Slim RGB Matrix Puts LEDs Inside The PCB

Sometimes all that’s required to build something interesting is to put the same old pieces together differently. [Sayantan Pal] did this for the humble RGB LED matrix, creating an extra-thin version by recessing WS2812b NeoPixel LEDs inside a PCB.

The popular WS2812B is 1.6 mm in height, which happens to be the most commonly used PCB thickness. Using EasyEDA, [Sayantan] designed a 8×8 matrix with modified WS2812B footprints. A slightly undersized cutout was added to create a friction-fit for the LEDs, and the pads were moved to the back side of the panel just outside the cutout, and their assignment were flipped. The PCB is assembled face down, and all the pads are soldered by hand. Unfortunately this creates rather large solder bridges which slightly increases the overall thickness of the panel, and is probably also unsuitable for production with conventional pick-and-place assembly.

We’ve seen some similar methods with PCB assemblies that use layered PCBs. Manufacturers are starting to even embed components inside multilayer PCBs.

16 thoughts on “Slim RGB Matrix Puts LEDs Inside The PCB

  1. This should be the new standard for how things are packaged! With cheap four layer boards we don’t need quite as much routing area, and it could be easy enough to socket or hand solder to replace DIP. You could surface mount an inductor directly on top of it’s in-PCB chip with all of its passives. The friction would presumably give a bit of mechanical support.

    Cuts could be slightly angled or funnel shaped and done by laser cutter, so not much precision would be needed to get a part wedged in, and things could be reworked with some effort by heating and pushing out from the other side.

    Maybe we could even use more bismuth low temp solder, with less concern about mechanical strength.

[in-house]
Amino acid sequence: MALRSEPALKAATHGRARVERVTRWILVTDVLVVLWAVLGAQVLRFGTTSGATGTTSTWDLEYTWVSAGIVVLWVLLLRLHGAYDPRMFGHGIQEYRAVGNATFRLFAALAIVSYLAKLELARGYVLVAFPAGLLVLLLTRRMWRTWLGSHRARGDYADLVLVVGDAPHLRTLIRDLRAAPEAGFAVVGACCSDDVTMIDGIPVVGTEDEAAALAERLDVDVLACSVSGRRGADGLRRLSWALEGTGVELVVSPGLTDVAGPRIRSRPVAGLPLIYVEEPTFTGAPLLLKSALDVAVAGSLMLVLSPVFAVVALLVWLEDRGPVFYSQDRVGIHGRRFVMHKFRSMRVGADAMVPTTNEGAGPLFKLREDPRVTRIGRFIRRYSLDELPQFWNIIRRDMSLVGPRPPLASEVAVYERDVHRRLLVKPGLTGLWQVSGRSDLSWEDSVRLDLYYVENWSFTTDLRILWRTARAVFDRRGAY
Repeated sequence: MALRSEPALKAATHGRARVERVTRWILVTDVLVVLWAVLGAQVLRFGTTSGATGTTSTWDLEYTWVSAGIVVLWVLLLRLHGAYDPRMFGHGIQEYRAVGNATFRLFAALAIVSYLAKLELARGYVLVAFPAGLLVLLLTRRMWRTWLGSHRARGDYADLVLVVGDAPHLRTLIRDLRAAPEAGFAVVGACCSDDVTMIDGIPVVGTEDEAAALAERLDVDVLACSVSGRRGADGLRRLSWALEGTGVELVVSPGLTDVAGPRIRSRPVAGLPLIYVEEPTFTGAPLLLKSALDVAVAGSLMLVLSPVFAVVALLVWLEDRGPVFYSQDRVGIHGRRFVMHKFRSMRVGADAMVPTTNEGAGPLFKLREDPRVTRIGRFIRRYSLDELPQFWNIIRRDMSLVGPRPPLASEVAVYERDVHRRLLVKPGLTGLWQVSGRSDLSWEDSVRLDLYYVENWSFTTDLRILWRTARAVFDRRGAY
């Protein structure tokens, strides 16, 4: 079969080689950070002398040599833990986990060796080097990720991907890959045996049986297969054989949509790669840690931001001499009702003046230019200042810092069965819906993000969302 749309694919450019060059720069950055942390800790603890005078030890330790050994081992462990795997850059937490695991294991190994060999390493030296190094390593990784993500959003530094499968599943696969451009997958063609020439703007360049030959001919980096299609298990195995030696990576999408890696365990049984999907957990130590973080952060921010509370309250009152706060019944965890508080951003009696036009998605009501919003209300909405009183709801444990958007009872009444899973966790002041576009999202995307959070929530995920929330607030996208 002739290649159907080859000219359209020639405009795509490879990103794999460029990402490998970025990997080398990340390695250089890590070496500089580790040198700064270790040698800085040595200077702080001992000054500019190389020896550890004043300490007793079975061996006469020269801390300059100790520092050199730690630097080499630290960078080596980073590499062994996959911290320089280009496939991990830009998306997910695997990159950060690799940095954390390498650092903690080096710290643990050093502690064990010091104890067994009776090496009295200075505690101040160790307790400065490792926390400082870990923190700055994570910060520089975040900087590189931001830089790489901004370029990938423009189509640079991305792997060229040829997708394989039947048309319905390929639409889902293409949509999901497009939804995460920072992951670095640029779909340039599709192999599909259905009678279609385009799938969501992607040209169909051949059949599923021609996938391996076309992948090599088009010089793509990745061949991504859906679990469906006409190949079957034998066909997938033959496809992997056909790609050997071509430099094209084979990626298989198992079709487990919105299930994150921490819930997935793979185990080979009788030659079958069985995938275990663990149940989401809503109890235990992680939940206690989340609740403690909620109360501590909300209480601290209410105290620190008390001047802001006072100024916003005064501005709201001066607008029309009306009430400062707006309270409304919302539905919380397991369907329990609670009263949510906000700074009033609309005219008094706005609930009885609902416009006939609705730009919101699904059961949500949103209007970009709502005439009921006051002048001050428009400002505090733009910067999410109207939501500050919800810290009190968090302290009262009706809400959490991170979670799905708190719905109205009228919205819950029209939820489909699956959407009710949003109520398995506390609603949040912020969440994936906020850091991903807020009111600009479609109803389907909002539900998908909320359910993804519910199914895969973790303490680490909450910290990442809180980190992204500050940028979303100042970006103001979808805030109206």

1. For a board like the photo in the article, I don’t think more than 2L is needed. And if you could get “gull wing” packaged LEDs, it would be pretty easy to get a flat and thin assembly.

  2. I wonder if it would be possible to use the internal layers to prevent soldering on the external layer (by doing a small cutout to access these layers and thus the solder will be more flush.

    1. Or use solder paste and a toaster oven.
      Use 2mm FR4, make the pocket 1.6mm deep, put the pads on the inside bottom, coat with solder paste and stick in your toaster oven. Bob’s your dad’s brother, and the LEDs are flush.

    1. Before reading the whole article I thought better heat transfer would be the point of this hack.
      Skip the copper of an n-layer board and just put any kind of heatsink at the back with some thermal conductive pads (dunno the correct term).

  3. Instead of hand-soldering all those connections on the back, you could reflow the LEDs onto a polyimide (Kapton) film-type printed circuit: just 10 mils thick, probably thinner than the hand-soldered bumps.

    1. Isn’t the common construction for these pannels to use a flexable substrate? The ones I have are that way. Two layers so there’s some heat sinking–which you need badly for these larger arrays. I’ve got a 16×16 one and it can suck a lot of current.

      I’d rather see someone design one on Al-core PCB–an adhesive layer of amide board stuck to a piece of aluminum.

      1. The linear (1-D) strips are commonly found on flexible substrate. I have not seen a 2-D panel with that construction. Got a link for the one you mention?

        A thin Al-core PCB is helpful as a heat spreader, but it still gets hot: you still ultimately need to dissipate the heat somewhere. For my higher power arrays I laminate the flexible polyimide (not amide!) substrate directly to big finned heatsinks with thermal epoxy. I don’t use the pressure-sensitive adhesive types for that. Pretty easy to dump >1W/cm^2 even with just convection. I’ll run up to 4W/cm^2 for minutes at a time, but that gets pretty toasty, even with 3 cm deep fins.

      2. PCB laminated onto copper or aluminium sheet is pretty common these days. For working with the things yourself I would recommend copper – much easier to bond to than aluminuim.

        1. Unless you are soldering the device to the copper (which works a treat, BTW, if appropriate), I’ve found thermal epoxy bonding to aluminum to be far superior than copper. I etch the aluminum first with a 1N NaOH solution for about 30 seconds, then rinse with DI water and dry thoroughly. Bond it within a few minutes, before the oxide grows back. Darned near indestructible bond.

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